Acknowledging that facets of history find their way to prominence depending on who tells them was a shrewd move by The Brief Life & Mysterious Death of Boris III, King of Bulgaria‘s writers Joseph Cullen and Sasha Wilson. The show has a complicated relationship with its’ central character – and unfortunately the complications are not simply limited to him. The show’s camp demeanour offers some laughs, which are well needed given the brazen effort to tell the story of Bulgaria’s tumultuous relationship with its’ King, Germany, Borders, and the Holocaust in just 70 minutes. While its’ historical breadth is impressive, the piece has a difficult relationship with authenticity and characterisation that left me conflicted about its’ approach.
Setting out to re-contextualise the story of the titular King, whose story is not part of the canonical Western historical learnings of World War II, is no mean feat in such a short space of time. Out Of The Forest should be praised for their pure commitment to telling this story in its’ entirety – from Boris mounting the throne for the first time all the way up until his untimely death. The piece takes a whimsical approach to this catatonic speedrun of his reign, as Cullen takes centre stage portraying Boris while a cast of four performers rotate around him in a many myriad roles – from Nazi Bureaucrats parachuted into the country to rebellious Jewish musicians.
The piece begins by explaining the sticky situation Bulgaria found itself in the lead-up to the Second World War – with few kind allies in Europe and spheres of influence lapping and lapsing with various cultural and political reasonings. The piece goes on to document Boris’ reluctant decision to ally with Nazi Germany, and then the creeping influence of the Reich that ends with Boris little more than a puppet of his Hitler-aligned Prime Minister. In recourse, the Bulgarian Church begins baptising Jews to try and save them from deportation to labour camps in Central Europe, while a Jewish musician makes an unlikely alliance with an inside source to try and save her people from genocide.
With well-meant intentions the piece boldly states that although it has to tell the stories of the Nazi characters within the piece, the focus is on centring the narrative of the good guys. Unfortunately it feels as though the stories of those good guys, the Bishop and the Jewish Musician, are left threadbare thin in favour of the story of Boris’ quite pitiful demise into submission to the Third Reich and eventual attempted redemption. Historians debate the role that Boris played in defying the Nazi regime, and one positive of the piece is how well they convey the complicated nature of his position.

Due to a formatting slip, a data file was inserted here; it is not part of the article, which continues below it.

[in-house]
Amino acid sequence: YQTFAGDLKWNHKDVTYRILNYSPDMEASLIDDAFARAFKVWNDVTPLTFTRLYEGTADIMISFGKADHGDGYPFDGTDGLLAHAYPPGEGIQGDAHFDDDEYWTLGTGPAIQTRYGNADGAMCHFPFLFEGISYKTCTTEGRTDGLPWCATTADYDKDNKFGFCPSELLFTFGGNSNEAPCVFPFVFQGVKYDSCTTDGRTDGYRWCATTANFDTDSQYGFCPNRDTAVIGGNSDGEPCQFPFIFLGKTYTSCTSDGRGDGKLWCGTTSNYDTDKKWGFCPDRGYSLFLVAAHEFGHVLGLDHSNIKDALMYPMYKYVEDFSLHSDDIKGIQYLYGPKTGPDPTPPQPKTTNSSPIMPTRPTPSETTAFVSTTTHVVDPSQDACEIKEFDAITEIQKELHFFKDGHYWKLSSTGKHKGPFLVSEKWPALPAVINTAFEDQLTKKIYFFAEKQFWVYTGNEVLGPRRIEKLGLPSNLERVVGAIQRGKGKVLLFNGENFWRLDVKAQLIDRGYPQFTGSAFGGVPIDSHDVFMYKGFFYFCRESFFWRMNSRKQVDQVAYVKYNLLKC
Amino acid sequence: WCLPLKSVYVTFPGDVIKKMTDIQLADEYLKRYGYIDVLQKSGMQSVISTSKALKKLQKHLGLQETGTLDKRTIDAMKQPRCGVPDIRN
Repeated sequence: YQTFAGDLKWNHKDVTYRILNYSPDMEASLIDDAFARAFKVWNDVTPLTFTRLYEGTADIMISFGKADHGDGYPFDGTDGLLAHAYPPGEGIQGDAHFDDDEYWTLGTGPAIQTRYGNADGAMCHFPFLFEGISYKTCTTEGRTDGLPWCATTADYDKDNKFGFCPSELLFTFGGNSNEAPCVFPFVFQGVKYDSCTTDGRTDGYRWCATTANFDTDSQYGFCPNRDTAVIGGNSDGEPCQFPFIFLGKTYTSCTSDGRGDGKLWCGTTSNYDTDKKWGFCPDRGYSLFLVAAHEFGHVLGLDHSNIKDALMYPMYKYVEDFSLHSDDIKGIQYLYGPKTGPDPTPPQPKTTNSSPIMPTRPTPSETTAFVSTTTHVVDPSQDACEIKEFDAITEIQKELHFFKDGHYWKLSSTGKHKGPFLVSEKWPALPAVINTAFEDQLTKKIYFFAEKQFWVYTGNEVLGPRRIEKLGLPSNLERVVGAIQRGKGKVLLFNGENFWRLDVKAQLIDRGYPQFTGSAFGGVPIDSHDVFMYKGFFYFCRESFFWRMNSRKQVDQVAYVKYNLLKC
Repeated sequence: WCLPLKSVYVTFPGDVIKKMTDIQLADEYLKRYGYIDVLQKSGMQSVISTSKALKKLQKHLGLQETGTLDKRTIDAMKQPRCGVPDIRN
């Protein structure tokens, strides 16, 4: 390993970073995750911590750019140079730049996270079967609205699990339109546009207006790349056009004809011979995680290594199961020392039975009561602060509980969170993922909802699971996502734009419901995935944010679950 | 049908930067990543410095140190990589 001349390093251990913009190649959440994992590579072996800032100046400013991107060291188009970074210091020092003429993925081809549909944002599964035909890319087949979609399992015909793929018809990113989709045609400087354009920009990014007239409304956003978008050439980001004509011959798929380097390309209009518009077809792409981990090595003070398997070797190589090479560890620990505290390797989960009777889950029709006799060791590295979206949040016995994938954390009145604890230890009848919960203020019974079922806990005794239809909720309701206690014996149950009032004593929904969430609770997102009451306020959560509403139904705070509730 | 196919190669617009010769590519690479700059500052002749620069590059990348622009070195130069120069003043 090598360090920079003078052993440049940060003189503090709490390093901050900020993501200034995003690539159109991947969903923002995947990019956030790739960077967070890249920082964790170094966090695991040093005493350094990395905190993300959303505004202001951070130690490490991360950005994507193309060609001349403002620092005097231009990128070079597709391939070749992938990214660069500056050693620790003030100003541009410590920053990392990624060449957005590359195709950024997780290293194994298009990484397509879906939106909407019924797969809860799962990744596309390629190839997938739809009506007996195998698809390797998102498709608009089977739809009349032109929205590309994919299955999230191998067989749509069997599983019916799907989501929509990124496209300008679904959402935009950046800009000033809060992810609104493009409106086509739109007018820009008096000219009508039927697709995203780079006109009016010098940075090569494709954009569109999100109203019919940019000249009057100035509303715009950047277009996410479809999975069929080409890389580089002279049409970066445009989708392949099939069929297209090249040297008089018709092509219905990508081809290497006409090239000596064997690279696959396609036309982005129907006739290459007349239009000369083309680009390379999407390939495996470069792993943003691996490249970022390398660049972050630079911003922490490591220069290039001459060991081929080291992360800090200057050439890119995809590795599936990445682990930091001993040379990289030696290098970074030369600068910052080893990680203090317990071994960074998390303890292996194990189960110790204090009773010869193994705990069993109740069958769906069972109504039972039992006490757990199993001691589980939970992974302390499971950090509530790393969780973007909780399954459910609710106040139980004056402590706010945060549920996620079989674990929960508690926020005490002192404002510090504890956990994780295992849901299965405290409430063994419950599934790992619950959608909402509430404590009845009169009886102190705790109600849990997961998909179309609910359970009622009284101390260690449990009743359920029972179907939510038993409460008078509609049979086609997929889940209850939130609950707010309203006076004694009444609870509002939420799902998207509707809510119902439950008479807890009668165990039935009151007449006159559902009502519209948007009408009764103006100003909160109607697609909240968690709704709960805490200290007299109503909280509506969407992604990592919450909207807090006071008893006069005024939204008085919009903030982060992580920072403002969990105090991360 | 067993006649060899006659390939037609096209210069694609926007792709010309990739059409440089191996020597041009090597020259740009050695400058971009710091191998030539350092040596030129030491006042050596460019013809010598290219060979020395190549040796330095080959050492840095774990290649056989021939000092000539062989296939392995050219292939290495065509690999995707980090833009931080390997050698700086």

The piece does well to reflect on the moral ambiguity surrounding the fact that while Bulgaria saved 50,000 Jews, Boris was unable to stop the deportations in Bulgaria’s proclaimed territories of Thrace, Macedonia and Pirot – places he had been promised to gain in the aftermath of the War. However, we are left without the details of the perhaps more interesting stories of the peripheral rebels that facilitated the subversion of Nazi orders, who appear miasmically in contrast to the time dedicated to the main man. Instead, we spend more time focusing on Boris’ often quite fruitless political posturing and then see him finally finding the words to defy Hitler directly.
In the throes of quick-witted humour, violin-assisted slapstick tension-builds, and flamboyant characterisations the piece struggles to find an authentic voice to impact the truths of the story it wants to tell. The piece continually tells us, a British audience, that we should rely less on the culturally traditional narratives of “that last scene in Blackadder” and Dad’s Army, yet I struggled to feel the piece offers up any form of cultural alternative.
The decision to perform the piece in natural British and American accents for the Bulgarian roles could work, a la HBO’s Chernobyl. Unfortunately the addition of the hammed up German, French, and Australian impressions set amongst the broader campy demeanour of the show’s storytelling style leaves the whole journey feeling a little bit Carry On Bulgaria. Some references to Bulgarian food, places, and words are thrown into conversation but judder in the fact that the piece has clearly been written to satisfy a British audience. Given the piece’s origins, the clearly great amount of research done, and development with Bulgarian choristers on the show’s music, I had hoped for better.
The piece has a little bit of self-awareness, even going so far as to mention in a joke that they considered centring women’s narratives but apparently it “doesn’t sell”. While the piece manages to continually and regularly find a Feminist critique of the show through offhand lines from female characters, it struggles to ever succinctly deploy it, leaving it feeling like a bit of an afterthought.
The music is performed exceptionally, with gorgeous Bulgarian and Jewish Folk Tunes seamlessly adding a bit of well-needed cultural flourish. Unfortunately they juxtapose a wider lack of clear cultural identity, which in telling the story of a national rebellion you would really hope to see. The actors’ over-the-top performances work best in the Gig Theatre sections where the music accompanies that sense of whimsy, but I can’t help feeling this piece lacks the dramatic chops to offer up an impactful version of this story.
Recommended Drink: A shot of Rakia will help this one go down nicely!
You can catch The Brief Life & Mysterious Death of Boris III, King of Bulgaria at PleasanceDome – Queen Dome until August 28th (not the 14th) at 17:20. Tickets are available through the EdFringe Box Office.